However there is also a common worry that has taken daughters’ mothers into storm; meaningless demands mostly from the groom families who wants the girl to be very much beautiful, tall and of course not more than 25 years. The drawing-room culture has really victimized the girls and at times the process is so annoying that it leaves a bad scar on one’s mind. Asra Tariq, a business student at Biztek Institute reveals that she has been rejected due to her dark complexion or at times her ‘being too much thin’ becomes a hindrance. These rejections make her mother more irritating and that in a circle makes her too.
Besides Tariq also adds that there were three times when her rishta were accepted but then after a while they find some other flaws and it ended abruptly. This made her depressed and because of which, she also tried to commit suicide due to the depressive environment prevailed at home; although she survived.
While talking to Sabeen Jawed, a psychologist and former Human Resource Manager at Visionaries regarding the depression in unmarried girls and an outlook of families towards this syndrome, she opines that this depression in girls is due to the constant family pressure and she further says that if she does counseling of the girl; it is no use until and unless the girls’ family does not support or be there for their daughters. On the other hand, Jawed urges that family counseling is important to tackle this situation. Whereas a society, you need to have a focus group session in which one person should facilitate the problems and give strength to each other.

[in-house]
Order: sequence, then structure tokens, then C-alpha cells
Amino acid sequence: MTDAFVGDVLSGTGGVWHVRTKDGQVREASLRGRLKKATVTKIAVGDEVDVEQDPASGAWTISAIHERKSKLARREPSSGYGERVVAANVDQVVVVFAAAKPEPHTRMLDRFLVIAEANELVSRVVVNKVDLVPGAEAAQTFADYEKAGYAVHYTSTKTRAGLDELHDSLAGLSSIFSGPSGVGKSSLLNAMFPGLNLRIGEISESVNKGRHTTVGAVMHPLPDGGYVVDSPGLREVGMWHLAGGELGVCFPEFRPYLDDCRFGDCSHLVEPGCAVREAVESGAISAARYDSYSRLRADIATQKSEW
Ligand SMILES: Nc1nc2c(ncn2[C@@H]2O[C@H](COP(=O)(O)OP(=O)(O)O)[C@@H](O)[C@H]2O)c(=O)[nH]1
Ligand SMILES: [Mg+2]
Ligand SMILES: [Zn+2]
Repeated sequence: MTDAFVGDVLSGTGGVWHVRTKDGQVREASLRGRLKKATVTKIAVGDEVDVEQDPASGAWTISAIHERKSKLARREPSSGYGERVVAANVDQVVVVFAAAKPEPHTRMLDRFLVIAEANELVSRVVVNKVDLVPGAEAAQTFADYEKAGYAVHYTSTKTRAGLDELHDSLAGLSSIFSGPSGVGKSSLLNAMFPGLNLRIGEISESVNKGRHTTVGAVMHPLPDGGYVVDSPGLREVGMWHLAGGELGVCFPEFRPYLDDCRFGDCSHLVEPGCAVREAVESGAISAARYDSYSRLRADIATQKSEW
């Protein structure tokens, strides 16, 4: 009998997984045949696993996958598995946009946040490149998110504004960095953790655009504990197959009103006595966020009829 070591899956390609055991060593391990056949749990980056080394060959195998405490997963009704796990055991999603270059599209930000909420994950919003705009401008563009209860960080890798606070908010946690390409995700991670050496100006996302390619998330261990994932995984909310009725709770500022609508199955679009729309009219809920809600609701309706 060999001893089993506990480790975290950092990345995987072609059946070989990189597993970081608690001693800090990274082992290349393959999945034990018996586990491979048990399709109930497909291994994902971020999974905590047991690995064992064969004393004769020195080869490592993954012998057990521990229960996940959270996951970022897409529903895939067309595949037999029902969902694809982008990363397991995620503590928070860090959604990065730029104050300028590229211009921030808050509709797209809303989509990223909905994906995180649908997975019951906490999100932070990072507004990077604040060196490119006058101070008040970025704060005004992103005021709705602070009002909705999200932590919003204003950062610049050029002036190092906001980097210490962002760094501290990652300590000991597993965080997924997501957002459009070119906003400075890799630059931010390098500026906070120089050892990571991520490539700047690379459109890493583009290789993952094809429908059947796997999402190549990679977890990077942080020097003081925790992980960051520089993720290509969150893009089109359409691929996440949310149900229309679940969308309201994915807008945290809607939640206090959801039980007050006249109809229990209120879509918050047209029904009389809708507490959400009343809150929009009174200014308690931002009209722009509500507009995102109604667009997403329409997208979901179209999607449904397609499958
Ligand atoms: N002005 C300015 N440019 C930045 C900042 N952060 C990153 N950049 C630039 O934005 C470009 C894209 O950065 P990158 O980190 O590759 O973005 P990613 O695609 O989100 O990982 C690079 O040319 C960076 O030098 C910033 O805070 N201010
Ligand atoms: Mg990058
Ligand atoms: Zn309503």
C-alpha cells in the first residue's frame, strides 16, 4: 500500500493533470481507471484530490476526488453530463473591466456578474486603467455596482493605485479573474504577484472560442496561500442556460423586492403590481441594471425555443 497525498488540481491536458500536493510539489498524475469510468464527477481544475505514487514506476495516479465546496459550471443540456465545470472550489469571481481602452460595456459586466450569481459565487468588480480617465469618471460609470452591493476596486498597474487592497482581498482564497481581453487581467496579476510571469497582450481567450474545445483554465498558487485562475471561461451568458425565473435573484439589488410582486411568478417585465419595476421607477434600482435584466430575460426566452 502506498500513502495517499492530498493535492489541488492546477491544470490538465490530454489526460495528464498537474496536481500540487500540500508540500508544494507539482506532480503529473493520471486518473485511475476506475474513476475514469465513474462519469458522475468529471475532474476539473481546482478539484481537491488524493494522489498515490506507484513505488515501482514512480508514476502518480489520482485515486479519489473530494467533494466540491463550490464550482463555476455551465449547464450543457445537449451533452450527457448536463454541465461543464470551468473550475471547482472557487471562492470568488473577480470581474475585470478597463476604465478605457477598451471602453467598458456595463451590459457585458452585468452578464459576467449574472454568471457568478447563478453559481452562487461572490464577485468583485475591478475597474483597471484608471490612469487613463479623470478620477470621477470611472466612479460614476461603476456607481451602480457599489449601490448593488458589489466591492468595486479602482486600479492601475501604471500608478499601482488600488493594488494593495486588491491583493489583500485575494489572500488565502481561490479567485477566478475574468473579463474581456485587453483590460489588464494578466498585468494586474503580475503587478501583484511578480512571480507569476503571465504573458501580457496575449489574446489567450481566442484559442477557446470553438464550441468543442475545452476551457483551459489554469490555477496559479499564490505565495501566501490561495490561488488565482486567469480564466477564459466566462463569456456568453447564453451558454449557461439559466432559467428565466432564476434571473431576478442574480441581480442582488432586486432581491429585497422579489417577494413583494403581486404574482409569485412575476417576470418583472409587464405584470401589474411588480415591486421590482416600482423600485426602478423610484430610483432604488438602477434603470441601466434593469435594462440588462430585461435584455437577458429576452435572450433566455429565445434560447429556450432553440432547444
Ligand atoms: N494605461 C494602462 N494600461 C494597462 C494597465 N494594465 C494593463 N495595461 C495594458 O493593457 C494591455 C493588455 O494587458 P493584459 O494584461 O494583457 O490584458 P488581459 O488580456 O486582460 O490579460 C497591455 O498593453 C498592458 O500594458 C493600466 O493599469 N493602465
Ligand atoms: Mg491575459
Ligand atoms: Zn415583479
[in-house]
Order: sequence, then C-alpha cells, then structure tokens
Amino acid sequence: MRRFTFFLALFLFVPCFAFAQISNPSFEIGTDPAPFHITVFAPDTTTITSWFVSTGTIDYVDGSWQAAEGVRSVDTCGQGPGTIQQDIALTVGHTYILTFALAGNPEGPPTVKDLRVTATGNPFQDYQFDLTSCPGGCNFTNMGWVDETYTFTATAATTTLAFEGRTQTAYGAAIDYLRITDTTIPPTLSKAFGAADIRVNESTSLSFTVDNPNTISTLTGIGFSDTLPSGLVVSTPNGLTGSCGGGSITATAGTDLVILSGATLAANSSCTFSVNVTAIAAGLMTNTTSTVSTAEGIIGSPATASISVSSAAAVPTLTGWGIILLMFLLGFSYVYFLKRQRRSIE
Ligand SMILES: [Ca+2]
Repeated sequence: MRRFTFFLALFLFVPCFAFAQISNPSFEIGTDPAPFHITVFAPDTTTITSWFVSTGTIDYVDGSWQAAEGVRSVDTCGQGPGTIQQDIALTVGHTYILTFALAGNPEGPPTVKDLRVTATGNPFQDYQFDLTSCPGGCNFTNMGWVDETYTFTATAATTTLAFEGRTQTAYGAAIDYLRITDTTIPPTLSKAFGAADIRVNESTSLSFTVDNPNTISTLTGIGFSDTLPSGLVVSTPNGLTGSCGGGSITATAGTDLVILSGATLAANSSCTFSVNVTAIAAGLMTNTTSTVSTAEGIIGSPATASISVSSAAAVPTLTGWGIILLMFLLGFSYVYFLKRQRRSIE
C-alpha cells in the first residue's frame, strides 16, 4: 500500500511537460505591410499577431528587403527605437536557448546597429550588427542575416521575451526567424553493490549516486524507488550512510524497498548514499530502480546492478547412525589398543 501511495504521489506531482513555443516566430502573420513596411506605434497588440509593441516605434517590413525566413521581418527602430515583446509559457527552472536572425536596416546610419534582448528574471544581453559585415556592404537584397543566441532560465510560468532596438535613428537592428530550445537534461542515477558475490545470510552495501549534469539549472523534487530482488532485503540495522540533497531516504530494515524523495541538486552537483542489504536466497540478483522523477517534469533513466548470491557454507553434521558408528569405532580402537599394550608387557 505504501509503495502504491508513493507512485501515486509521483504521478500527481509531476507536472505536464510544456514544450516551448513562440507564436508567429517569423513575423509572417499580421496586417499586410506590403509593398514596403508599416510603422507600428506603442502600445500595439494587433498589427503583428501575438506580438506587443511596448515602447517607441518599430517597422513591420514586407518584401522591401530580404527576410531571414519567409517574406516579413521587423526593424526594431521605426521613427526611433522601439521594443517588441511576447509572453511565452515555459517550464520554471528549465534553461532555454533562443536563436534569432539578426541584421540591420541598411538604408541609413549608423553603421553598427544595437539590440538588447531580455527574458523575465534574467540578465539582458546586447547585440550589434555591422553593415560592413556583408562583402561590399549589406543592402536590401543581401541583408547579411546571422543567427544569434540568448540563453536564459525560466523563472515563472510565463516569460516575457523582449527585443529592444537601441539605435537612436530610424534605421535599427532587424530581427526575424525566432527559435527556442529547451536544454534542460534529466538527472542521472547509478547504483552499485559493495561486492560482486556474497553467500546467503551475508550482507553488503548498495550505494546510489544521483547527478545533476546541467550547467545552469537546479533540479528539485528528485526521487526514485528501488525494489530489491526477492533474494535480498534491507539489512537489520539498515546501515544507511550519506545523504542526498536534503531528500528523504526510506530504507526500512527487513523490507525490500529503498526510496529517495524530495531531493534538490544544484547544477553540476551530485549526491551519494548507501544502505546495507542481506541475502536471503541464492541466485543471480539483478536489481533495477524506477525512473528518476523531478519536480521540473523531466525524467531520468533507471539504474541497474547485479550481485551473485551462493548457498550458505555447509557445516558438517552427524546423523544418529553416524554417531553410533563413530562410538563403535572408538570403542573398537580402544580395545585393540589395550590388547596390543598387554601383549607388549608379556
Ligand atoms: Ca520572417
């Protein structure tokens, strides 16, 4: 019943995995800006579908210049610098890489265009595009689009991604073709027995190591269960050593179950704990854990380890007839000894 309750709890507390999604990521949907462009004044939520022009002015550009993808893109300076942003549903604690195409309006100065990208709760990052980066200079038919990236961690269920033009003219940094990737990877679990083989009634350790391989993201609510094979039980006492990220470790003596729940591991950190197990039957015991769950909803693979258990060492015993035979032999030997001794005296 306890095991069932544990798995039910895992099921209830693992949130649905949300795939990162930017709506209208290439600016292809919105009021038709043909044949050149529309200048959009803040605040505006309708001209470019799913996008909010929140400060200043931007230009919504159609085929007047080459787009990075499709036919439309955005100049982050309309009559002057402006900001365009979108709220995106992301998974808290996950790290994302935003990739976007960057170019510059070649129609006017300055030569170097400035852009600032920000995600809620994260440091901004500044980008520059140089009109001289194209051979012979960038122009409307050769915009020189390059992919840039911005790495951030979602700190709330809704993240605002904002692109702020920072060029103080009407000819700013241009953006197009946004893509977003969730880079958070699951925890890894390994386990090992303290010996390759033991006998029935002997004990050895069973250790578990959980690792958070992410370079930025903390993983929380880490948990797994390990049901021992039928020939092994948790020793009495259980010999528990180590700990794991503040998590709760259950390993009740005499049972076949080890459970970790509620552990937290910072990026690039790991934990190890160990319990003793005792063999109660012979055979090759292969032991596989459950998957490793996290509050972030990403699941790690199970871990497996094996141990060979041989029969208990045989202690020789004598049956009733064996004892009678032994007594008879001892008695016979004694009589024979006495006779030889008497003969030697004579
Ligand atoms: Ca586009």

Moreover, Jawed says: “It is not easy to change the outlook of the society towards the matrimony, as there is a dichotomy that from childhood you are being told that it is all God’s wish, so why need to fret on this matter.” Having said that, one should have a strong belief that whatever God decides it is better for us, and instead of getting anxious, one needs to embrace the new avenues of life, states Jawed.